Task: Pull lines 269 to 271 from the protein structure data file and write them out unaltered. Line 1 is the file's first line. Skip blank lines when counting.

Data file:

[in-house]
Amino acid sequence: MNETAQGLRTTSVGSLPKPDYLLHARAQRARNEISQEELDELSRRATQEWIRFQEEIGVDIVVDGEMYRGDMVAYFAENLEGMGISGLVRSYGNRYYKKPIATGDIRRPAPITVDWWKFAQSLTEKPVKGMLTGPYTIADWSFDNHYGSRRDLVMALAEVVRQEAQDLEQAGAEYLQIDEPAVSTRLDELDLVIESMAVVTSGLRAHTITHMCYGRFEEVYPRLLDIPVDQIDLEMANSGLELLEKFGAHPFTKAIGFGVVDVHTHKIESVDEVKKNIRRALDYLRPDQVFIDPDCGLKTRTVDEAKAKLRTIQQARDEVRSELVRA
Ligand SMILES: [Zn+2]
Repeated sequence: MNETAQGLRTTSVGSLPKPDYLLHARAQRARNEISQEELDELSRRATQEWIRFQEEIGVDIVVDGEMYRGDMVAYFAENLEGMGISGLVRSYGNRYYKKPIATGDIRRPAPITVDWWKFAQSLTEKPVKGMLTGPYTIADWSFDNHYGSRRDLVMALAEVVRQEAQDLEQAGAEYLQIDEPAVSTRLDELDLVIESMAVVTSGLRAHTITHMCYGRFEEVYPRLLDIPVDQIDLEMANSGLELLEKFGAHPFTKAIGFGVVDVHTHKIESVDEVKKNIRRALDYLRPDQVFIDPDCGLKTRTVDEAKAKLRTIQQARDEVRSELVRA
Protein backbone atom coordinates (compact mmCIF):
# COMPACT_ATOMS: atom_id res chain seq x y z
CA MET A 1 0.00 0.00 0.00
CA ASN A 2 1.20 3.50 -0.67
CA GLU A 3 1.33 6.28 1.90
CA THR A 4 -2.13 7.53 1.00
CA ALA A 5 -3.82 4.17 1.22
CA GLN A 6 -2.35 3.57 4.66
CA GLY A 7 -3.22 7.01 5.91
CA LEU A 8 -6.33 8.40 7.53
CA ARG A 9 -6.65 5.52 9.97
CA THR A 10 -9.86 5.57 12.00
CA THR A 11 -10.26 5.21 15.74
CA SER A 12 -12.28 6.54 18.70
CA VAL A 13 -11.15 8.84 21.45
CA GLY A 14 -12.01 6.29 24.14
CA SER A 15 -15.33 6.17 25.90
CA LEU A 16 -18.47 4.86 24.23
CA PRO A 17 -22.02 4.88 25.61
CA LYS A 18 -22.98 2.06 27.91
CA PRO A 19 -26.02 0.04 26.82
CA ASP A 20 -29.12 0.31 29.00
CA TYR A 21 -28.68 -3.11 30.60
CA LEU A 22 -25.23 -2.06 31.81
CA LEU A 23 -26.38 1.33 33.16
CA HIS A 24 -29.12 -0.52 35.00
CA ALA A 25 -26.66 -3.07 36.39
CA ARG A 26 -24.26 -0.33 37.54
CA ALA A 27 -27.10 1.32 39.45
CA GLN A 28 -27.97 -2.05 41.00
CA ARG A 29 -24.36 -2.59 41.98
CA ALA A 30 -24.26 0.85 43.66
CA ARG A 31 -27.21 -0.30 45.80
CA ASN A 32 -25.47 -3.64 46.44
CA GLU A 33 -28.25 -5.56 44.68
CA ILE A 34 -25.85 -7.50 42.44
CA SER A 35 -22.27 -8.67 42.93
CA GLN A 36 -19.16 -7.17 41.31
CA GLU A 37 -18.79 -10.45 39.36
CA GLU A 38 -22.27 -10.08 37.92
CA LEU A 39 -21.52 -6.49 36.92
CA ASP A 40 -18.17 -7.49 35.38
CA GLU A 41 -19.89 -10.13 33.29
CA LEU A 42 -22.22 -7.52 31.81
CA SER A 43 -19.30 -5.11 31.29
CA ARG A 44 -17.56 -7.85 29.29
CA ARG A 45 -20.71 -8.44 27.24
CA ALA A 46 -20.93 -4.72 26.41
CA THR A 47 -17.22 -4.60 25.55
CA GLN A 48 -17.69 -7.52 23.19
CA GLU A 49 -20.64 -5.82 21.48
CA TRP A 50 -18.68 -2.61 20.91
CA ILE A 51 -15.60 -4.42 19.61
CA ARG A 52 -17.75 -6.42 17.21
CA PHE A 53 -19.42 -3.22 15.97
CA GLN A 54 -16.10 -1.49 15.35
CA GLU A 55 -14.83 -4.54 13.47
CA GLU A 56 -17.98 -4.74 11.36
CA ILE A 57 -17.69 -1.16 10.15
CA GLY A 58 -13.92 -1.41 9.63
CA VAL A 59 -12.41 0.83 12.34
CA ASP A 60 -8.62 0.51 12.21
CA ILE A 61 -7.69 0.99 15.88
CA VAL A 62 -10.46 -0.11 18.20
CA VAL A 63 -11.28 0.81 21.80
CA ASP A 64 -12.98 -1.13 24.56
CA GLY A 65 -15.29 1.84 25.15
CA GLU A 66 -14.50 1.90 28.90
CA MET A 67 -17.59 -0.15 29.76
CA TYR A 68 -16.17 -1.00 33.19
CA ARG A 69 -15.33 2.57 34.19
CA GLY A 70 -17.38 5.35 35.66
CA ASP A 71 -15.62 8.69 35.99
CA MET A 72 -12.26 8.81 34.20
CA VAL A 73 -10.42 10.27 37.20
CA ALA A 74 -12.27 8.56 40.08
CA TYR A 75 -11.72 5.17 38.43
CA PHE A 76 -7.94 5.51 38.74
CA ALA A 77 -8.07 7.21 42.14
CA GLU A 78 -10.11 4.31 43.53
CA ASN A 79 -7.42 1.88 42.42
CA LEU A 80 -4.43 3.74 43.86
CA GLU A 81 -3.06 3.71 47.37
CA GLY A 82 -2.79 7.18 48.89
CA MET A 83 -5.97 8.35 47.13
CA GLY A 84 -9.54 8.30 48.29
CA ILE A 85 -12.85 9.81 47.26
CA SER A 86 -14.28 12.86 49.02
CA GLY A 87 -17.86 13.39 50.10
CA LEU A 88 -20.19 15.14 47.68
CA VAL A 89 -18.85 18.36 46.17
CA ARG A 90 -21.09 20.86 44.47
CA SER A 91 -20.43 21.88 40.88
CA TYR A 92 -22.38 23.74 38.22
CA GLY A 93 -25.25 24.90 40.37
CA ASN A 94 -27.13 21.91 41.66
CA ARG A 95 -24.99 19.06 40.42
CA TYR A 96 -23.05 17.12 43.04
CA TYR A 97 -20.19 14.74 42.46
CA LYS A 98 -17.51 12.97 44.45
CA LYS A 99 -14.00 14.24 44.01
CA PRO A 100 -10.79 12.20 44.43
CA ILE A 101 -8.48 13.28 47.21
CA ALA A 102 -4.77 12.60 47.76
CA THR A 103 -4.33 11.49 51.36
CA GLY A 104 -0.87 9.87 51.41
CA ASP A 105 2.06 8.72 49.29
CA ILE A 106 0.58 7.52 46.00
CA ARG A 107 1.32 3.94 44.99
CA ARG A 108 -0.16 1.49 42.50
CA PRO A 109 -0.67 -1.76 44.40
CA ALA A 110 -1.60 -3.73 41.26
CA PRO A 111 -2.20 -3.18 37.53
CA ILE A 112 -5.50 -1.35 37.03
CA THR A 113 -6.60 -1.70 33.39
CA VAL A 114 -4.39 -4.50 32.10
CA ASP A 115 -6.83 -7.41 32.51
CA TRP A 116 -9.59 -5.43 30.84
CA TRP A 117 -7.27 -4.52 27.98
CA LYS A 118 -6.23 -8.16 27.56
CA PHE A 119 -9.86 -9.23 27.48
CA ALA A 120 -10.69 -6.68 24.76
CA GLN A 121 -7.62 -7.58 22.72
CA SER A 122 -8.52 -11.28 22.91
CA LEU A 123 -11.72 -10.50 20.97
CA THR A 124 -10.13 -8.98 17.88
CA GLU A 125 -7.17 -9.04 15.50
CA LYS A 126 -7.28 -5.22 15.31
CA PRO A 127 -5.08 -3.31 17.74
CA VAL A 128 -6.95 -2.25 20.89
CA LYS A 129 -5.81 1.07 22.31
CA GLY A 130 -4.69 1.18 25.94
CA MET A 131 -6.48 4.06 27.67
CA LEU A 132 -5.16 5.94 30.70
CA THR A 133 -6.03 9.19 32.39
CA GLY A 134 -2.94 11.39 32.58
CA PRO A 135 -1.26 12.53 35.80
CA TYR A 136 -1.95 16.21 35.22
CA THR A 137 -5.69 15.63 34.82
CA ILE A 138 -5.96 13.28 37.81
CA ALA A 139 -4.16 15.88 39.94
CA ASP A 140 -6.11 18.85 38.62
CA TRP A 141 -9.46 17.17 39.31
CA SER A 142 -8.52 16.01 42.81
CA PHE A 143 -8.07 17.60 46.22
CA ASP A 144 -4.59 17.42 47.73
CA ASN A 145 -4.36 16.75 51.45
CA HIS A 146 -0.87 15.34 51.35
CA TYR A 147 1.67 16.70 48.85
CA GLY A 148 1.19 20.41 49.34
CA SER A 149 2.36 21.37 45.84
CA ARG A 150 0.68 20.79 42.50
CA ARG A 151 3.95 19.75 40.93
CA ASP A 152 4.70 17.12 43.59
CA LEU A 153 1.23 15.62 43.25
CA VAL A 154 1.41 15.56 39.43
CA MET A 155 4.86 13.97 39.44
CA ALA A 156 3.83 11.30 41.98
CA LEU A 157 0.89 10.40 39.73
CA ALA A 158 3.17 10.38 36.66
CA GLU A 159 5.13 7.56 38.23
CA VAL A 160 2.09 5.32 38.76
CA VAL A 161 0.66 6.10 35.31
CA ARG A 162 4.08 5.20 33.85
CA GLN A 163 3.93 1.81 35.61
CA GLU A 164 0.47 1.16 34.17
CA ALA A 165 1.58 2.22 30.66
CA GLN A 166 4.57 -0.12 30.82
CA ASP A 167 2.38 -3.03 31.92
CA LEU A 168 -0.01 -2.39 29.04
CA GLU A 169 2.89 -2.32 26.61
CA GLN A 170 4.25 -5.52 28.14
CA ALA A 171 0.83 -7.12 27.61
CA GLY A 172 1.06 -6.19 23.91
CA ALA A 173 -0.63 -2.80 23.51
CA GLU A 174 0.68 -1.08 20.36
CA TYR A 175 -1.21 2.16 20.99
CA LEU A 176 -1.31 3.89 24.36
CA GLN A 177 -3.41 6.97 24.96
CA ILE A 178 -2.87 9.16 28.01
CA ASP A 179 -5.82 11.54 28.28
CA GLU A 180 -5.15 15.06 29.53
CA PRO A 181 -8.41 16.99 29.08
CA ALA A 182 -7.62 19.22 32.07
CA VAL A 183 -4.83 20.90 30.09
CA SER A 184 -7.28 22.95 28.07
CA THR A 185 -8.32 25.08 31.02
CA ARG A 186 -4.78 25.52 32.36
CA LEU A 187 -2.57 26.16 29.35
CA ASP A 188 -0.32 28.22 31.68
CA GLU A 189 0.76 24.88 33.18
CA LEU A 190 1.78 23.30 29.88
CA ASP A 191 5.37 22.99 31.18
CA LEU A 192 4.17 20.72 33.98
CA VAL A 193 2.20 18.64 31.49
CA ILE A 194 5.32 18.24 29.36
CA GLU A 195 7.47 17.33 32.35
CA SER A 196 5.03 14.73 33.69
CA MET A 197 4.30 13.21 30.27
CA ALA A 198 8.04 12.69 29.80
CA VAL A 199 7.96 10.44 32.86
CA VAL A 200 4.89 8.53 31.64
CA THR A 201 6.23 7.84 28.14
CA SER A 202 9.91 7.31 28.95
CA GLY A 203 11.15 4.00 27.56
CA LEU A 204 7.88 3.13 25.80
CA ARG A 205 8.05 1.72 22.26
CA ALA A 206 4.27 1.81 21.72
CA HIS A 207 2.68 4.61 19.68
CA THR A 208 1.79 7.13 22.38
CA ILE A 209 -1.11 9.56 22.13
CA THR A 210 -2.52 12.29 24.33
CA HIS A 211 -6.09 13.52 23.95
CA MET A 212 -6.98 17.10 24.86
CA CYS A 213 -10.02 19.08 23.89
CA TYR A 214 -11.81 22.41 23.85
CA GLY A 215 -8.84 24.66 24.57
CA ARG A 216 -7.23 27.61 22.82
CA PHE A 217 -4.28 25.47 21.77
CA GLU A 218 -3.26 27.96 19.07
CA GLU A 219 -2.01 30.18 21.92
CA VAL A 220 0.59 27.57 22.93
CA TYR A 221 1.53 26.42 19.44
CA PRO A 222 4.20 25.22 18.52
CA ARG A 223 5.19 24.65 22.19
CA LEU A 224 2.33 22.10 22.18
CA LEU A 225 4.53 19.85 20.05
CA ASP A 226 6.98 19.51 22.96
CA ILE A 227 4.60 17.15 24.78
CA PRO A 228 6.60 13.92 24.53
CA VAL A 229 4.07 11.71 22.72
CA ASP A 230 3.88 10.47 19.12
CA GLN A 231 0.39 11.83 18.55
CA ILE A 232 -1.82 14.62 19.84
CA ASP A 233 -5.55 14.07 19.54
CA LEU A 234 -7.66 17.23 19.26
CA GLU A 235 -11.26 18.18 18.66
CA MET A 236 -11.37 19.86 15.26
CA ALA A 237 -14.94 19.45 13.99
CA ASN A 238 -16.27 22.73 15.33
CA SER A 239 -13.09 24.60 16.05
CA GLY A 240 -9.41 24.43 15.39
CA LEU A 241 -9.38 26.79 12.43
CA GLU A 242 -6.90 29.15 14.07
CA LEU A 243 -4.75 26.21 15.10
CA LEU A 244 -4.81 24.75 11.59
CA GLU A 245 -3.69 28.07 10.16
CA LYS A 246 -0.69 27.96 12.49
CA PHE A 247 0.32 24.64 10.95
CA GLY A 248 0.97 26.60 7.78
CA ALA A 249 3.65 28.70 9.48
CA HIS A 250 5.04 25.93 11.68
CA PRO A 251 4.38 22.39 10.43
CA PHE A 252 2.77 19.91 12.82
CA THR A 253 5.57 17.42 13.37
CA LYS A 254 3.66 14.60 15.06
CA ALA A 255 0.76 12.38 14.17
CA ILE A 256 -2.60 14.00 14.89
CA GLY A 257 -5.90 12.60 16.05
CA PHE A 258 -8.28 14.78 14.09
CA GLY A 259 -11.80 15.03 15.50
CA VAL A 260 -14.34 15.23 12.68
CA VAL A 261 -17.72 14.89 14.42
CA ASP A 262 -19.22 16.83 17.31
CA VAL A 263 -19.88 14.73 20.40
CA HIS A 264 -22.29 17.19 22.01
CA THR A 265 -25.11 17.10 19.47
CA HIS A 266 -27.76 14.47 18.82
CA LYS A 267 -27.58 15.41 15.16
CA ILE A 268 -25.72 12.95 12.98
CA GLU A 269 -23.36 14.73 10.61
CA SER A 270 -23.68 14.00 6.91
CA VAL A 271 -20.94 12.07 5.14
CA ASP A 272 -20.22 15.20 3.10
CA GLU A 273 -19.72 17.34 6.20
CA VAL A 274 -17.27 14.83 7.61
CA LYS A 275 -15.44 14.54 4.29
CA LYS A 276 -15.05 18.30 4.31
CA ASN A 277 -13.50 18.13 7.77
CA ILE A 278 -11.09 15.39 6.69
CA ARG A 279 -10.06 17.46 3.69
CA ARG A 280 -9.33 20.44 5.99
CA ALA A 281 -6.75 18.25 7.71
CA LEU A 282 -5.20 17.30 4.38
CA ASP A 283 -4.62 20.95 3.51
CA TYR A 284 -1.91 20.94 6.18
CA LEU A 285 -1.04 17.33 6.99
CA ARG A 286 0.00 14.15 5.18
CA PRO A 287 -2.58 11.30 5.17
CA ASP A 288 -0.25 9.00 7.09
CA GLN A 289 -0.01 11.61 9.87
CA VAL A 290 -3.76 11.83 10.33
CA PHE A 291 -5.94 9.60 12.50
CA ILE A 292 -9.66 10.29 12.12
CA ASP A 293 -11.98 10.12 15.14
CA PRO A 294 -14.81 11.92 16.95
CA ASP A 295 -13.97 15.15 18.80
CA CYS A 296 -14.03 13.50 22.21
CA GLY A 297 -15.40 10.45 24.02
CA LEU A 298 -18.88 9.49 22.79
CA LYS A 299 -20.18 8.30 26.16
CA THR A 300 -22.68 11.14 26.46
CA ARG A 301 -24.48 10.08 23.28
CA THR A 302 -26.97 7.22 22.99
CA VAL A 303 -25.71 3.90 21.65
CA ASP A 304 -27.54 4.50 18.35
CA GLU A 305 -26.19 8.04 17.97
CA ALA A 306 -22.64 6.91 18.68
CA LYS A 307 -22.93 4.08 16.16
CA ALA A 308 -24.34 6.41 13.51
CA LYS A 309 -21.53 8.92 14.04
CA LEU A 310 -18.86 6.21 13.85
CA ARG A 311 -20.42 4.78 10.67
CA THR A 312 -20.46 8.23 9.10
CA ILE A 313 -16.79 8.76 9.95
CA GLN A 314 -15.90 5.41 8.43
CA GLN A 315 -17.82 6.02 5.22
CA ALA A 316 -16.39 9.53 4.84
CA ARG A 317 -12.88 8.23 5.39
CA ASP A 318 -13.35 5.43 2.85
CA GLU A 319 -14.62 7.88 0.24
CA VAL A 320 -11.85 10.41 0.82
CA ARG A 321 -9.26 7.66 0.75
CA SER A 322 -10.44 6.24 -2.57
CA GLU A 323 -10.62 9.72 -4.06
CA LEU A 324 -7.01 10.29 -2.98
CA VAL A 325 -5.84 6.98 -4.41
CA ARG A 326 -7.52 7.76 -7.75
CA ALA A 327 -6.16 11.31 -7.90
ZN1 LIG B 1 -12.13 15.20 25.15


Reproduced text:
CA VAL A 263 -19.88 14.73 20.40
CA HIS A 264 -22.29 17.19 22.01
CA THR A 265 -25.11 17.10 19.47